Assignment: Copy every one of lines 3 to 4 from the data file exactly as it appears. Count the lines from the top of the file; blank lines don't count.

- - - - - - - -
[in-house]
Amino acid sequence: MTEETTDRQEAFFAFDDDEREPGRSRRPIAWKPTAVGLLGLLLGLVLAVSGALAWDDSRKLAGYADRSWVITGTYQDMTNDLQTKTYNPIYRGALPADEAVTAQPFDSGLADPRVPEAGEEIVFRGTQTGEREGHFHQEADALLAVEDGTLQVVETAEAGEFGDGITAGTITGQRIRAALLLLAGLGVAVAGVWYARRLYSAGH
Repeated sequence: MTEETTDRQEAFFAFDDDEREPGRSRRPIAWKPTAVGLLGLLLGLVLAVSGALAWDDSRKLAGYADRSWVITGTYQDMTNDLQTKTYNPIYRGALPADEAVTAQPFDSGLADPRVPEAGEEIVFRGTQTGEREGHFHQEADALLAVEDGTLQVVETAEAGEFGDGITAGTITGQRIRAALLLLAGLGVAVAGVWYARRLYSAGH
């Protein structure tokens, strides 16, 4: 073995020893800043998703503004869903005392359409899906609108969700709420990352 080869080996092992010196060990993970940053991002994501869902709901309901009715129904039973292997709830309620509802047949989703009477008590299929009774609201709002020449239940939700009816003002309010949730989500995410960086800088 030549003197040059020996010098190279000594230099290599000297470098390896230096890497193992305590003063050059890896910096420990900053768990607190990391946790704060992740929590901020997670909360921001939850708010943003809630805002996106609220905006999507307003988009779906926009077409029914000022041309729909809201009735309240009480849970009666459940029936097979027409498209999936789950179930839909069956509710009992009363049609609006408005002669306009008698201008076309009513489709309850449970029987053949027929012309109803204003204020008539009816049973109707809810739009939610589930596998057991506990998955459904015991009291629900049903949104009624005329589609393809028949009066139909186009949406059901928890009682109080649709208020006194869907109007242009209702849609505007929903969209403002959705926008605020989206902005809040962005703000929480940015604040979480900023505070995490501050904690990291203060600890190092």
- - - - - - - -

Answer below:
Repeated sequence: MTEETTDRQEAFFAFDDDEREPGRSRRPIAWKPTAVGLLGLLLGLVLAVSGALAWDDSRKLAGYADRSWVITGTYQDMTNDLQTKTYNPIYRGALPADEAVTAQPFDSGLADPRVPEAGEEIVFRGTQTGEREGHFHQEADALLAVEDGTLQVVETAEAGEFGDGITAGTITGQRIRAALLLLAGLGVAVAGVWYARRLYSAGH
């Protein structure tokens, strides 16, 4: 073995020893800043998703503004869903005392359409899906609108969700709420990352 080869080996092992010196060990993970940053991002994501869902709901309901009715129904039973292997709830309620509802047949989703009477008590299929009774609201709002020449239940939700009816003002309010949730989500995410960086800088 030549003197040059020996010098190279000594230099290599000297470098390896230096890497193992305590003063050059890896910096420990900053768990607190990391946790704060992740929590901020997670909360921001939850708010943003809630805002996106609220905006999507307003988009779906926009077409029914000022041309729909809201009735309240009480849970009666459940029936097979027409498209999936789950179930839909069956509710009992009363049609609006408005002669306009008698201008076309009513489709309850449970029987053949027929012309109803204003204020008539009816049973109707809810739009939610589930596998057991506990998955459904015991009291629900049903949104009624005329589609393809028949009066139909186009949406059901928890009682109080649709208020006194869907109007242009209702849609505007929903969209403002959705926008605020989206902005809040962005703000929480940015604040979480900023505070995490501050904690990291203060600890190092």